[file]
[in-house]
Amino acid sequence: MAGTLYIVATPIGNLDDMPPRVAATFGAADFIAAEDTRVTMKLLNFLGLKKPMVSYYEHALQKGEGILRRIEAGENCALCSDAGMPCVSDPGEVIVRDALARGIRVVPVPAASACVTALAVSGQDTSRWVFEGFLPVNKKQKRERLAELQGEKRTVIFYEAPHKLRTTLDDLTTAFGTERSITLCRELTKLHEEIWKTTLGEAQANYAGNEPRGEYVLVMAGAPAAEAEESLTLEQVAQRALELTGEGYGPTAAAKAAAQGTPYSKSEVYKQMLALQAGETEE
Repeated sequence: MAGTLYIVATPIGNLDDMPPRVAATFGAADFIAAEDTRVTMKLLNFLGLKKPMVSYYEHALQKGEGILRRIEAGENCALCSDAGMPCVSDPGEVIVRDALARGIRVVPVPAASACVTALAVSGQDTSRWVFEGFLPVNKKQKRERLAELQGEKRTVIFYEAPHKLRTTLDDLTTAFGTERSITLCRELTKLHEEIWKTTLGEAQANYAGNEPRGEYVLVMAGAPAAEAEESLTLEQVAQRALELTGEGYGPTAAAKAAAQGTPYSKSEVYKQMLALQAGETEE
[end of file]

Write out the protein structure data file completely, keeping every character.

[in-house]
Amino acid sequence: MAGTLYIVATPIGNLDDMPPRVAATFGAADFIAAEDTRVTMKLLNFLGLKKPMVSYYEHALQKGEGILRRIEAGENCALCSDAGMPCVSDPGEVIVRDALARGIRVVPVPAASACVTALAVSGQDTSRWVFEGFLPVNKKQKRERLAELQGEKRTVIFYEAPHKLRTTLDDLTTAFGTERSITLCRELTKLHEEIWKTTLGEAQANYAGNEPRGEYVLVMAGAPAAEAEESLTLEQVAQRALELTGEGYGPTAAAKAAAQGTPYSKSEVYKQMLALQAGETEE
Repeated sequence: MAGTLYIVATPIGNLDDMPPRVAATFGAADFIAAEDTRVTMKLLNFLGLKKPMVSYYEHALQKGEGILRRIEAGENCALCSDAGMPCVSDPGEVIVRDALARGIRVVPVPAASACVTALAVSGQDTSRWVFEGFLPVNKKQKRERLAELQGEKRTVIFYEAPHKLRTTLDDLTTAFGTERSITLCRELTKLHEEIWKTTLGEAQANYAGNEPRGEYVLVMAGAPAAEAEESLTLEQVAQRALELTGEGYGPTAAAKAAAQGTPYSKSEVYKQMLALQAGETEE